Everyone loves polls! But unfortunately, not everyone understands polls, how they work, and what kinds of standard parameters can routinely be used to bias their results. For example, consider this recent poll by Rasmussen Reports that attempts to gauge voter preference for various politicians in the upcoming 2004 presidential election.

September 2, 2003--As a Presidential candidate, Senator Hillary Clinton attracts more Democratic votes than other contenders but still trails President Bush 48% to 41%.
If the Democrats nominate Senator John Kerry, the President leads 45% to 36%. Against Vermont Governor Howard Dean, Bush leads 45% to 34%. Senator Kerry formally announced his candidacy earlier today.

The national telephone survey of 1,499 Likely voters was conducted by Rasmussen Reports August 29-September 1, 2003. Margin of sampling error is +/- 3 percentage points with a 95% level of confidence. Rasmussen Reports measures the economic confidence of consumers and investors on a daily basis. As part of this process, we measure, employment, job satisfaction, interest rates, and more.

Anyone familiar with political polling will recognize one huge problem right off the bat: political telephone polls should never ever be taken on weekends. Why not?
So I called one of my old polling friends, Republican Ed Goeas, who worked with me years ago in Christine Todd Whitman's tax-cutting 1993 gubernatorial victory in New Jersey. Along with Democrat Celinda Lake, Goeas publishes the highly-regarded Battleground Survey. He told me to be careful about reading the polls. For one thing, it really matters if polls are conducted during the week or over the weekend. He told me that "political pollsters don't poll on the weekends. They prefer Sunday night through Thursday night. Weekend results are just not reflective of where a given race really is."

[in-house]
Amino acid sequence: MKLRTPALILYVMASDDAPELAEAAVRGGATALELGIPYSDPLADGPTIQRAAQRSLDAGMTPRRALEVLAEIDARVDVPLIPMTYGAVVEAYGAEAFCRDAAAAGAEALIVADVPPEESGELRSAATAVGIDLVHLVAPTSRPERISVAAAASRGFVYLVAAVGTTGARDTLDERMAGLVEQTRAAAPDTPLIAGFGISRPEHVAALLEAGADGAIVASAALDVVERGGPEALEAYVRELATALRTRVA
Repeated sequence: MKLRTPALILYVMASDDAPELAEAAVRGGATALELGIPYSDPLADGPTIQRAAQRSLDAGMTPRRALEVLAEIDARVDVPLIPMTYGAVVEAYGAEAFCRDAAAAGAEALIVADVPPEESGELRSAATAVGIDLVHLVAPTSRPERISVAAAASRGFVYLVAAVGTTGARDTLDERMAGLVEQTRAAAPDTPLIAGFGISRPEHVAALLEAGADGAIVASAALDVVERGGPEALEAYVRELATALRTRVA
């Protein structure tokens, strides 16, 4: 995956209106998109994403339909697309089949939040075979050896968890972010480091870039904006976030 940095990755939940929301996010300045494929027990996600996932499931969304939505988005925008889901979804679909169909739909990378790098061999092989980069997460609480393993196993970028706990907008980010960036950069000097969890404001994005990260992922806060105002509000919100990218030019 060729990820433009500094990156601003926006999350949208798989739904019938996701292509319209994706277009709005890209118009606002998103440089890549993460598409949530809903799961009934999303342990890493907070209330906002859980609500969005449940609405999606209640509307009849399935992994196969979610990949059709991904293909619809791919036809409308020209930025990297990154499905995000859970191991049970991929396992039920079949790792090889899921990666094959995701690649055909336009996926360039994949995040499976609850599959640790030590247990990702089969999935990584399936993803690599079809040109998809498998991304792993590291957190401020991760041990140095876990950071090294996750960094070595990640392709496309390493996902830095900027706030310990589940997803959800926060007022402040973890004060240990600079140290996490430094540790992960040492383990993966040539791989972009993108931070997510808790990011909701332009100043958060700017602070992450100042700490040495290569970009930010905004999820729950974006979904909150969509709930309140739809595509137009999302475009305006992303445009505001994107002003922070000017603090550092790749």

Goeas explained that more Democrats are found at home on the weekends, especially blue-collar Democrats. He added that "anyone who spends 20 to 30 minutes during the weekend talking to some pollster is not normal."

So the results of the poll I linked to above are basically worthless. Not only was the poll taken on a weekend, but it was taken on Labor Day Weekend -- certainly any standard weekend effects will be amplified during one of the biggest vacation periods of the year. Such a significant choice of dates can't have been a mistake, and I doubt I'll trust anything put out by Rasmussen Reports in the future.

(Link to poll via Drudge.)



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